I'd focus on finding a way to get external free DC into the UPS battery system or a separate computer power supply. If you add a lot of battery capacity, you may be able to rig a controller that removes AC from the UPS and runs off the batteries. Do this when the sun is just beginning to shine and continue to run from the batteries until they are some percent depleted (perhaps 40%?). At that point, switch the AC back on to charge them back up. Finding an off the shelf system that works well this way may be a challenge. But the hoepower people may have equipment that works more for what you're trying to do rather than a UPS.
If you only improve the computer power system by 20%, your overall power bill will probably be reduced by about 15%.
-- Mark Kent, WA
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• posted on February 3, 2004, 12:29 am

This has up to a 20% advantage due to elimination of conversion loss, but the complication of externalizing all those power leads probably brings more risks than benefits and would be expensive and complicated to implement. Therefore, my solution has to be able to convert solar to 120VAC.

Possibly some savings could result if I could trickle charge the UPS off solar, but I think the results would be so small as to be negligable. Now if I ran everything off an inverter, things might be different. Or maybe I could just take up golf and forget about computing. :-)
-- Take care,
Mark & Mary Ann Weiss
VIDEO PRODUCTION . FILM SCANNING . AUDIO RESTORATION Hear my Kurzweil Creations at: http://www.dv-clips.com/theater.htm Business sites at: www.dv-clips.com www.mwcomms.com www.adventuresinanimemusic.com -
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• posted on February 3, 2004, 1:10 am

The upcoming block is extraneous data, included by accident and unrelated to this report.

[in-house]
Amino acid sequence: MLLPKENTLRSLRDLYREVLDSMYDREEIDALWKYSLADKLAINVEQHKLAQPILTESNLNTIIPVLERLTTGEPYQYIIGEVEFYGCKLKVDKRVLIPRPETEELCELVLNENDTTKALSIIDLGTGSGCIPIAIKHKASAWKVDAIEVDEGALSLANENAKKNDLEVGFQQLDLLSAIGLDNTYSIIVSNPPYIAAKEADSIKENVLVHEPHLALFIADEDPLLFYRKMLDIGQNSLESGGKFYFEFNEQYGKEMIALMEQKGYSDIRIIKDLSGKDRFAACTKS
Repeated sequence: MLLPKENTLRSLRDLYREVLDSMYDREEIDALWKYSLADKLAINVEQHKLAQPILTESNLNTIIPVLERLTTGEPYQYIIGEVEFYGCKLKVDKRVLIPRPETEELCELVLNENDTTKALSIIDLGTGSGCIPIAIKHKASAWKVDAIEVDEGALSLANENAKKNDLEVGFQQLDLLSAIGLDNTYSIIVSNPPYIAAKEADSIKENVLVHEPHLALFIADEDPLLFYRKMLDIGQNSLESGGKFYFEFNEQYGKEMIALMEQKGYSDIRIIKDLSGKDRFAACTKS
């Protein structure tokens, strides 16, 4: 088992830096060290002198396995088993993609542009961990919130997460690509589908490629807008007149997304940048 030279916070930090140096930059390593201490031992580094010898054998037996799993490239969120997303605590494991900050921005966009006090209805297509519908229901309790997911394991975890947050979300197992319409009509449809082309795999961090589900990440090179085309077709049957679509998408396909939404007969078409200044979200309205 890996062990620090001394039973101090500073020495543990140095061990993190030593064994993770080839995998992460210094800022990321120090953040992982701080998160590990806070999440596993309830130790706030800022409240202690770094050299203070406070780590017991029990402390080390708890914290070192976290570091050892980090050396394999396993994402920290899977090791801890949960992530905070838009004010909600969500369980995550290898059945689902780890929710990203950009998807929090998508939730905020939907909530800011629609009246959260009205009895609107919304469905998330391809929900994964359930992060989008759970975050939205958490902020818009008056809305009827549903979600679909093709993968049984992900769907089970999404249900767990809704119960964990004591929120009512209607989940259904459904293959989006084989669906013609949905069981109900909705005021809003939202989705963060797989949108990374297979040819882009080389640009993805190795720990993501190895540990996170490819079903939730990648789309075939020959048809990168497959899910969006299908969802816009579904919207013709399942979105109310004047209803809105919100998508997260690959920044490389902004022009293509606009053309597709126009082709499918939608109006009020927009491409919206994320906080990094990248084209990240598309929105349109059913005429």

Mark & Mary Ann Weiss wrote:

PCs need to be configured to take advantage of power saving. My PCs all go to stand-by and sleep after certain period of inactivity. Even hard drives cycle down. Nonitor goes blank. Older boxes may not do this well but newer ones which is ACPI 2 compatible only needs configuration from your system BIOS/OS. Tony

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• posted on February 3, 2004, 7:03 am

Hi,
Have done this already, but had to disable the CPU sleep mode and the hard drive spin down. 'Seems my Wacom digitizers don't come back up after a standby event. I wrote to Wacom about it and their attitude was to tell me not to use the power saving features of my PC. Obviously, it's their driver that's at fault, but they have no interest in fixing it.
I decided it wasn't worth making a stink about, since my PCs almost never get to idle, with one rendering animation frames day and night, another compressing MPEG streams for DVD master, and another serving internet web audio.
I sometimes wish I could make the graphics accelerators sleep while the main CPU is rendering, since I don't see any video during that function, and since the GPU uses 75W by itself.
Believe me, I tried everything, but the simple immutable fact is, for X amount of work done, X amount of electric current gets consumed.
-- Take care,
Mark & Mary Ann Weiss
VIDEO PRODUCTION . FILM SCANNING . AUDIO RESTORATION Hear my Kurzweil Creations at: http://www.dv-clips.com/theater.htm Business sites at: www.dv-clips.com www.mwcomms.com www.adventuresinanimemusic.com -
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• posted on February 2, 2004, 12:09 am
In alt.home.repair